I consider the example of Jesus and apply it to Joshua 6-8.  What would Jesus do?  Would he have impaled the King of Ai on a stake, as in Joshua 8:29?  Against which population would our Lord and Savior authorized genocide?

I am a realist.  Yes, some violence becomes necessary for positive purposes because some people have made it so.  Likewise, some violence becomes inevitable for the same reason.  Nevertheless, I suspect that most violence is both avoidable and needless.  It flows from sinful human nature, not the decrees of God, and many people seek to justify their sinful violence by dressing it up as righteousness.  May we–you, O reader, and I–prove to be innocent of that offense all our days.

KENNETH RANDOLPH TAYLOR

JUNE 5, 2015 COMMON ERA

THE FEAST OF SAINT BONIFACE OF MAINZ, ROMAN CATHOLIC BISHOP

THE FEAST OF ANDERS CHRISTENSEN ARREBO, “THE FATHER OF DANISH POETRY”

THE FEAST OF OLE T. (SANDEN) ARNESON, U.S. NORWEGIAN LUTHERAN HYMN TRANSLATOR

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Adapted from this post:

https://ordinarytimedevotions.wordpress.com/2015/06/05/devotion-for-monday-and-tuesday-after-proper-18-year-b-elca-daily-lectionary/

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Joshua and Acts, Part IV: God, Love, Violence, and Moral Responsibility   1 comment

jericho

Above:  Jericho, 1925-1946

Image Source = Library of Congress

(http://www.loc.gov/pictures/item/mpc2005008789/PP/)

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Blessed Lord, who caused all holy scriptures to be written for our learning:

Grant us so to hear them, read, mark, learn, and inwardly digest them,

that we may embrace and ever hold fast the blessed hope of everlasting life,

which you have given us in our Savior Jesus Christ;

who lives and reigns with you and the Holy Spirit,

one God, for ever and ever.  Amen.

The Book of Common Prayer (1979), page 236

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The Assigned Readings:

Joshua 5:1-6:5 (June 30)

Joshua 6:6-27 (July 1)

Joshua 7:1-26 (July 2)

Psalm 67 (Morning–June 30)

Psalm 51 (Morning–July 1)

Psalm 54 (Morning–July 2)

Psalms 46 and 93 (Evening–June 30)

Psalms 85 and 47 (Evening–July 1)

Psalms 28 and 99 (Evening–July 2)

Acts 10:1-17 (June 30)

Acts 10:18-33 (July 1)

Acts 10:34-48 (July 2)

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Some Related Posts:

Acts 10:

http://adventchristmasepiphany.wordpress.com/2010/09/15/first-sunday-after-the-epiphany-the-baptism-of-our-lord-year-a/

http://lenteaster.wordpress.com/2010/10/29/first-day-of-easter-easter-sunday-year-a-principal-service/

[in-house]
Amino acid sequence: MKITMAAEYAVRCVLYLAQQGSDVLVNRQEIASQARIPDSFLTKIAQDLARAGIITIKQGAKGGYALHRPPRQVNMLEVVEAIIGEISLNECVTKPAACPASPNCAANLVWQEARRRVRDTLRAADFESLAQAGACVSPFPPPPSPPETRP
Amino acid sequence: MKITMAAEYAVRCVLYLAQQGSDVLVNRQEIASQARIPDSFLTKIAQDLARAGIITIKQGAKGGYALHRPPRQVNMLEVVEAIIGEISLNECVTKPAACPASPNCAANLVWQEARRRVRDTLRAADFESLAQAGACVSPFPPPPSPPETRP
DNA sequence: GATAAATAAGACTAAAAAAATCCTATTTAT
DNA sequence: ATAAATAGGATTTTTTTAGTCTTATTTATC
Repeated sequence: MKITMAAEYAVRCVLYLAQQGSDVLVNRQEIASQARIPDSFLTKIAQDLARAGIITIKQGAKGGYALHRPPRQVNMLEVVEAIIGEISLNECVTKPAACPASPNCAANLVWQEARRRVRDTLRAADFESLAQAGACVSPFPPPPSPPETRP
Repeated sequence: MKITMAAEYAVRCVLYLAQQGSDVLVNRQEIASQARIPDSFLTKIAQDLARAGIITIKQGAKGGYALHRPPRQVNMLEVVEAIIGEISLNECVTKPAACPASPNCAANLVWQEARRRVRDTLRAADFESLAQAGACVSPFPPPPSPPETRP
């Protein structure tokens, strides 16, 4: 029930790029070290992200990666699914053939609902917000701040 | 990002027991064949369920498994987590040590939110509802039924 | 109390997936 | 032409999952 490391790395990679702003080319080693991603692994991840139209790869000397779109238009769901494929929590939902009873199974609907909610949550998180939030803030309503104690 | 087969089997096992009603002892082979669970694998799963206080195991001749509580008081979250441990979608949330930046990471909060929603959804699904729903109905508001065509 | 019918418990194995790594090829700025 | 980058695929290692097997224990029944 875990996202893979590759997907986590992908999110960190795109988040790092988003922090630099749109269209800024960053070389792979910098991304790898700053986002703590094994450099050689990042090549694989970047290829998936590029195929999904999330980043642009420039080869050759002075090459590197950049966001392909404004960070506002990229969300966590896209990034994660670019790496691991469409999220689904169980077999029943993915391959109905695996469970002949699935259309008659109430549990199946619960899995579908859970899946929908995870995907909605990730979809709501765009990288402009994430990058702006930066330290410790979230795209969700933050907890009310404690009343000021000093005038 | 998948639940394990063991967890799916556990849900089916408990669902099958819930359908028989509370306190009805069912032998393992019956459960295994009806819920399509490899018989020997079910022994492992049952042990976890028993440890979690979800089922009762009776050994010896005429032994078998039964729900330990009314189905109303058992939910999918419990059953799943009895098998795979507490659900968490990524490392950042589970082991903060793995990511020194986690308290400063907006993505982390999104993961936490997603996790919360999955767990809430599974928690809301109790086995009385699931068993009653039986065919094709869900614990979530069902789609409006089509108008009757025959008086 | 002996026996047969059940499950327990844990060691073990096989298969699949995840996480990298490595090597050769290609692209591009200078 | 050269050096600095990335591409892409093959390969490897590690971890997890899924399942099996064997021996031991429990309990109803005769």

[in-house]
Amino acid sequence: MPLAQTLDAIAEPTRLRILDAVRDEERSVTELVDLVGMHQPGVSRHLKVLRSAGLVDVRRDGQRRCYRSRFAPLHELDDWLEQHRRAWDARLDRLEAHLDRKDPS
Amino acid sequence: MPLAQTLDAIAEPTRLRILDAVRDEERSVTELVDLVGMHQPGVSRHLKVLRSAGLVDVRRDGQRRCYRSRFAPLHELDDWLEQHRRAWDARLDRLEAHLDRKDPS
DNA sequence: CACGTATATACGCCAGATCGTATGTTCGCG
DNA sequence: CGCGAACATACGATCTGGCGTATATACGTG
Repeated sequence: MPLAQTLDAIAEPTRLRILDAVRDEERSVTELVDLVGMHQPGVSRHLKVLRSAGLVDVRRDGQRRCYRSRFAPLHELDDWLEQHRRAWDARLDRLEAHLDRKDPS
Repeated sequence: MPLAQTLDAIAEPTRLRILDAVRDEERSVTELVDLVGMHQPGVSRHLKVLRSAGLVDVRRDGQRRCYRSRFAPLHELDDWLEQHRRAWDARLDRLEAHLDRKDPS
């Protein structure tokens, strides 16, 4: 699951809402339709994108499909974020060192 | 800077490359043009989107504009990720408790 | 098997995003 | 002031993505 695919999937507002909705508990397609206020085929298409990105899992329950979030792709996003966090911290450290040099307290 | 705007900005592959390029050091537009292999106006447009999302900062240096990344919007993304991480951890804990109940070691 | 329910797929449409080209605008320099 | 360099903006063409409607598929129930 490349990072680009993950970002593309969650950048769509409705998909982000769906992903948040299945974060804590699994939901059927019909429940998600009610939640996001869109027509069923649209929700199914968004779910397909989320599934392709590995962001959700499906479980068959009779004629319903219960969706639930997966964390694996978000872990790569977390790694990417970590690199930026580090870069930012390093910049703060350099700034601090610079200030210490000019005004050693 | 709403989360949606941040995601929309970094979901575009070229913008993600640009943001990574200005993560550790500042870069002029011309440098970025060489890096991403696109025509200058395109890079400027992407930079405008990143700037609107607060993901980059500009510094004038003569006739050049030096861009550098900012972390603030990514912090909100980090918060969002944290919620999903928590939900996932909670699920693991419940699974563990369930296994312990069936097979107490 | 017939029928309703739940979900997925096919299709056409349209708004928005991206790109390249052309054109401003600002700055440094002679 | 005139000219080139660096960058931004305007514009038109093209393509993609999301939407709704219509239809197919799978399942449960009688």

http://lenteaster.wordpress.com/2011/07/28/first-day-of-easter-easter-sunday-year-b-principal-service/

http://lenteaster.wordpress.com/2011/08/01/thirty-sixth-day-of-easter-sixth-sunday-of-easter-year-b/

http://lenteaster.wordpress.com/2012/06/01/first-day-of-easter-easter-sunday-year-c-principal-service/

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Much of the Old Testament wearies me with its persistent violence.  The God of Joshua 5-7 is the warrior deity.  Excepting Rahab and her family,

They exterminated everything in the city with the sword:  man and woman, young and old, ox and sheep and ass.

–6:21, TANAKH:  The Holy Scriptures

Yet, according to the story, Achan, one soldier, took some souvenirs for himself, thereby bringing down divine wrath on the nation and causing about thirty-six men to die.  Everyone was responsible for one man’s fault.

Huh?  And, to my previous point,

Whom would Jesus exterminate?

The cases of Rahab and her family and of Cornelius the Centurion and his household point to one great lesson:  Acceptability in God’s sight has nothing to do with nationality.  Rahab had acknowledged YHWH in Joshua 2, thus the Israelites spared her and her family.  Cornelius was a Roman officer–a centurion–in command of 100 men.  He was also a Gentile.  And, according to tradition, he became host to a house church and the first Bishop of Caesarea.  I wonder what would have happened had St. Simon Peter not received and accepted his new understanding (Acts 10:34-43).

Although the decision of others affect us, we are morally responsible for ourselves unless a severe brain problem renders us incapable of acting responsibly.  Christ calls us to love our neighbors as ourselves and to serve one another, not to exterminate each other in the name of God.  And, in Christ, one spiritual brethren come from a wide variety of backgrounds, some of them surprising to us.  Perfect love casts out fear and violence; may we never forget that great lesson.

KENNETH RANDOLPH TAYLOR

JULY 18, 2012 COMMON ERA

THE FEAST OF BARTOLOME DE LAS CASAS, WITNESS FOR SOCIAL JUSTICE

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Adapted from this post:

http://ordinarytimedevotions.wordpress.com/2012/07/18/devotion-for-june-30-july-1-and-july-2-lcms-daily-lectionary/